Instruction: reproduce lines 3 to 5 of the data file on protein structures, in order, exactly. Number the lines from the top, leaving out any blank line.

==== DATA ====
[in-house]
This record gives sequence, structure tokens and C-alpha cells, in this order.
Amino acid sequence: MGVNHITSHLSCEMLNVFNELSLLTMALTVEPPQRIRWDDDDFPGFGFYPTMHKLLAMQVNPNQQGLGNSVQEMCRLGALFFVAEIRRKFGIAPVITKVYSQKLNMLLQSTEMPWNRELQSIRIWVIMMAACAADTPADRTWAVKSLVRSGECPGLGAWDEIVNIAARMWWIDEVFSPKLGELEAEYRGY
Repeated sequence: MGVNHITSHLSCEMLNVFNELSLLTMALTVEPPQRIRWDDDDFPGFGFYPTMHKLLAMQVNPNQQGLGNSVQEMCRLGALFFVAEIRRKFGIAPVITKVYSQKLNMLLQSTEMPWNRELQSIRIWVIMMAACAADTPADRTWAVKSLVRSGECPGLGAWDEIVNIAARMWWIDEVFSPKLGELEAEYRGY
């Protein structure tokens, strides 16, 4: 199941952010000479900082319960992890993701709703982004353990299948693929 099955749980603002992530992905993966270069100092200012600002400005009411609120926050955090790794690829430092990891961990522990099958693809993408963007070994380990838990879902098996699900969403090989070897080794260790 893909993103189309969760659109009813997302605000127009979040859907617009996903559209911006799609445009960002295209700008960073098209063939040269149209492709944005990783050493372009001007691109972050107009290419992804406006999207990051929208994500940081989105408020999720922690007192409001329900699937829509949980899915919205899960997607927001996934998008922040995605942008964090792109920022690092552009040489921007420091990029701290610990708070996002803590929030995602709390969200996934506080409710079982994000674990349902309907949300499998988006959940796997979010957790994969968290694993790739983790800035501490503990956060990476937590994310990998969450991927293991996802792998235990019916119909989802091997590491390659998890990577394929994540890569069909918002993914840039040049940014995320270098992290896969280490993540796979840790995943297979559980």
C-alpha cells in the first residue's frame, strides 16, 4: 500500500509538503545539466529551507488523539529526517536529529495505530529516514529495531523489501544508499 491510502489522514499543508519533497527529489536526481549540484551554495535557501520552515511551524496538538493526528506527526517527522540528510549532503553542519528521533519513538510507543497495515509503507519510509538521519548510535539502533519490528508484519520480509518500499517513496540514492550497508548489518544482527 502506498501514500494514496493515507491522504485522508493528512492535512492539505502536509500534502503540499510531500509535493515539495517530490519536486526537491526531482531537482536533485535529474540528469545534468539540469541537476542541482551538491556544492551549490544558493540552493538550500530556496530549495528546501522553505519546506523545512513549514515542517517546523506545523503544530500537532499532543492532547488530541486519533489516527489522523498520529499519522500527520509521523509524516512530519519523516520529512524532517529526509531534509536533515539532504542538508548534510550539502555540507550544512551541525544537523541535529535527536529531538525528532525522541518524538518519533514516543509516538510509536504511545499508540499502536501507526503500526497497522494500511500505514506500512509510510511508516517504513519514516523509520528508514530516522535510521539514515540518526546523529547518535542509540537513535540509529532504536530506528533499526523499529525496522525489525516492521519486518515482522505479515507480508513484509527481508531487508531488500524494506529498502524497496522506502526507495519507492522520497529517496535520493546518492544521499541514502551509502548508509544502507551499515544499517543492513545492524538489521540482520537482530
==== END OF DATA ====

Amino acid sequence: MGVNHITSHLSCEMLNVFNELSLLTMALTVEPPQRIRWDDDDFPGFGFYPTMHKLLAMQVNPNQQGLGNSVQEMCRLGALFFVAEIRRKFGIAPVITKVYSQKLNMLLQSTEMPWNRELQSIRIWVIMMAACAADTPADRTWAVKSLVRSGECPGLGAWDEIVNIAARMWWIDEVFSPKLGELEAEYRGY
Repeated sequence: MGVNHITSHLSCEMLNVFNELSLLTMALTVEPPQRIRWDDDDFPGFGFYPTMHKLLAMQVNPNQQGLGNSVQEMCRLGALFFVAEIRRKFGIAPVITKVYSQKLNMLLQSTEMPWNRELQSIRIWVIMMAACAADTPADRTWAVKSLVRSGECPGLGAWDEIVNIAARMWWIDEVFSPKLGELEAEYRGY
């Protein structure tokens, strides 16, 4: 199941952010000479900082319960992890993701709703982004353990299948693929 099955749980603002992530992905993966270069100092200012600002400005009411609120926050955090790794690829430092990891961990522990099958693809993408963007070994380990838990879902098996699900969403090989070897080794260790 893909993103189309969760659109009813997302605000127009979040859907617009996903559209911006799609445009960002295209700008960073098209063939040269149209492709944005990783050493372009001007691109972050107009290419992804406006999207990051929208994500940081989105408020999720922690007192409001329900699937829509949980899915919205899960997607927001996934998008922040995605942008964090792109920022690092552009040489921007420091990029701290610990708070996002803590929030995602709390969200996934506080409710079982994000674990349902309907949300499998988006959940796997979010957790994969968290694993790739983790800035501490503990956060990476937590994310990998969450991927293991996802792998235990019916119909989802091997590491390659998890990577394929994540890569069909918002993914840039040049940014995320270098992290896969280490993540796979840790995943297979559980």